Interval velocity estimation is an fundamental problem in reflection seismology. An accurate velocity model is essential to creating an interpretable image from seismic data. There are many techniques for estimating velocity Clapp (2001); Sava (2004) in complex geological settings, but these are often very expensive due to, not only, the operator but also the non-linear nature of the problem and coherent noise that can lead the linear problem to local minima. In this paper an inversion technique is presented for regularized problems that could potentially decrease the computation time for velocity estimation.
Grid based techniques have an additional drawback, in that they tend to create smooth models even where sharp contrast exists. When considering velocity inversion problems, regularization can be used to create a sparse solution, resulting in more ``blocky'' velocity models. The regularization preserves sharp geologic boundaries, such as channel margins, salt bodies, or carbonate layers. Recently, a specialized interior point method has been presented for efficiently solving regularized least squares problems Kim et al. (submitted).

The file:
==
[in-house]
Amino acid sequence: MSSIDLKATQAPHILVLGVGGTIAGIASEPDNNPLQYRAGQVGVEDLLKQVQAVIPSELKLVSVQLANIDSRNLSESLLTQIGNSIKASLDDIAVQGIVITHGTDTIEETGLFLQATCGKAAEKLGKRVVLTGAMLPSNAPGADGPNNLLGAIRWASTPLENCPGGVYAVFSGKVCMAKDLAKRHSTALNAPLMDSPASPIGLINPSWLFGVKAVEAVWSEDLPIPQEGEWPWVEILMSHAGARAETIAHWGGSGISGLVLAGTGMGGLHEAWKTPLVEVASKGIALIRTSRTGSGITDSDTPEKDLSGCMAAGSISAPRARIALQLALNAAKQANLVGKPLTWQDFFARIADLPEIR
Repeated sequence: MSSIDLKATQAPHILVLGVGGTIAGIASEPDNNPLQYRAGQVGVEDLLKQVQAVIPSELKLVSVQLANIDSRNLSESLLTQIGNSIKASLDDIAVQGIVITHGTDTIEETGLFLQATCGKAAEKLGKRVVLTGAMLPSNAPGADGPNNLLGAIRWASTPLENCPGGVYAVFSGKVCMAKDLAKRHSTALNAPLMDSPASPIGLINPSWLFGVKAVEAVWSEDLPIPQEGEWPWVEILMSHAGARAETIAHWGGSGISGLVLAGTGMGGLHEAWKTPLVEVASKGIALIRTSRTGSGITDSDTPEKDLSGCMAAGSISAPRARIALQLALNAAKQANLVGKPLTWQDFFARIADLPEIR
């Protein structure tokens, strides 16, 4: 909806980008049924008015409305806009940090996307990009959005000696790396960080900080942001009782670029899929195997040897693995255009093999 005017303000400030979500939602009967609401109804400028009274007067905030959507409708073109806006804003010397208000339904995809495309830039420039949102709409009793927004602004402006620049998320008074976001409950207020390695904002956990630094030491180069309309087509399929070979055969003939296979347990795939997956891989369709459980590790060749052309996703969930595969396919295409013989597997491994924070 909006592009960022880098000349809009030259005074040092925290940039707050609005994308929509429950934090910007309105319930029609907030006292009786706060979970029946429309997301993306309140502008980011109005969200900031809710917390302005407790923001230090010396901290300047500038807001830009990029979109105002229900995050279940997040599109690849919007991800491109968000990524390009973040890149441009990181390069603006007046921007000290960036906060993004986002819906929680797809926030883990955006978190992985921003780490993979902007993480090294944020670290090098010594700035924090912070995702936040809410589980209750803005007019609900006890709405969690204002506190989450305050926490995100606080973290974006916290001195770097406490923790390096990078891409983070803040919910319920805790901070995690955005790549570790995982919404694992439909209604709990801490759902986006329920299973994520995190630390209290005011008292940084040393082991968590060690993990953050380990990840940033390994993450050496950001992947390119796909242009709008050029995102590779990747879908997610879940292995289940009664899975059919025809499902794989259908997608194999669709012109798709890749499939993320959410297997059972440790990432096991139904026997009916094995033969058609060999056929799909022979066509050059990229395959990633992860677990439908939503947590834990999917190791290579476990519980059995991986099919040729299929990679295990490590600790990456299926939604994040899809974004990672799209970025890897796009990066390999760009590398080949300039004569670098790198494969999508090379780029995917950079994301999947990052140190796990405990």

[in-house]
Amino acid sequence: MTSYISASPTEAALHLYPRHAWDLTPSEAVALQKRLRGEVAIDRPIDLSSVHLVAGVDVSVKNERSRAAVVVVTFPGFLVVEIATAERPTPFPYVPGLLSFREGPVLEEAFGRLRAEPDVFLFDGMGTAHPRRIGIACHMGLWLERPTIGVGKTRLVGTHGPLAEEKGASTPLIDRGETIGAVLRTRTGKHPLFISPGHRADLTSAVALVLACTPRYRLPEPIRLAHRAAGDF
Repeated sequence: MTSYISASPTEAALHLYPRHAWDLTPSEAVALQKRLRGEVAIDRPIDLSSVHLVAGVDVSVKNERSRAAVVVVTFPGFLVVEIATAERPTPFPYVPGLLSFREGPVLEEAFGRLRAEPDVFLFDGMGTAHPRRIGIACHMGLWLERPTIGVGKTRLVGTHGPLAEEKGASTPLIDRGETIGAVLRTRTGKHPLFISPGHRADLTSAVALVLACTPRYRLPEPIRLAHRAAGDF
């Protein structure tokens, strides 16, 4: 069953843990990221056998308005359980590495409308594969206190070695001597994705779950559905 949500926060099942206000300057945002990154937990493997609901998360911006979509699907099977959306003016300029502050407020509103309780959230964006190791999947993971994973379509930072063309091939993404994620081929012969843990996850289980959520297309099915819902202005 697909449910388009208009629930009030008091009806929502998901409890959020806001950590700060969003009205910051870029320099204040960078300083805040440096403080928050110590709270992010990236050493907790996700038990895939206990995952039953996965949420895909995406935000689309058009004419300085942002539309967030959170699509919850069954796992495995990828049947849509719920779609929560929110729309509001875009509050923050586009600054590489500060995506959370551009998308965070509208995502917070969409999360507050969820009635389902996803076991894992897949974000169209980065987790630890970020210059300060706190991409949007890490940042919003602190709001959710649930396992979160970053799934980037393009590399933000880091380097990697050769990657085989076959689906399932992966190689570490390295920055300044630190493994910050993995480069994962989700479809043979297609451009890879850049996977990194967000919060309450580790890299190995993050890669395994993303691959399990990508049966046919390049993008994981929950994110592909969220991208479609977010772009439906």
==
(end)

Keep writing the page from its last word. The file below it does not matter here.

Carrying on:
A modified version of that algorithm is presented here. To exemplify its utility it will be used to solve the least squares Super Dix equations, originally presented by Clapp et al. (1998). Expanding on this work,Valenciano et al. (2003) introduced regularization to the problem formulation using a nonlinear iterative approach that approximated an regularization. Witten and Grant (2006) solved the same problem using a MATLAB based convex optimization solver. MATLAB, however, was pushed to its limits to solve even this small problem.
In this paper, the algorithm will be described. The method is first applied to a simple synthetic model. Then it is applied to a real data set from the Gulf of Mexico. It initial results compared to previous methods for this same dataset.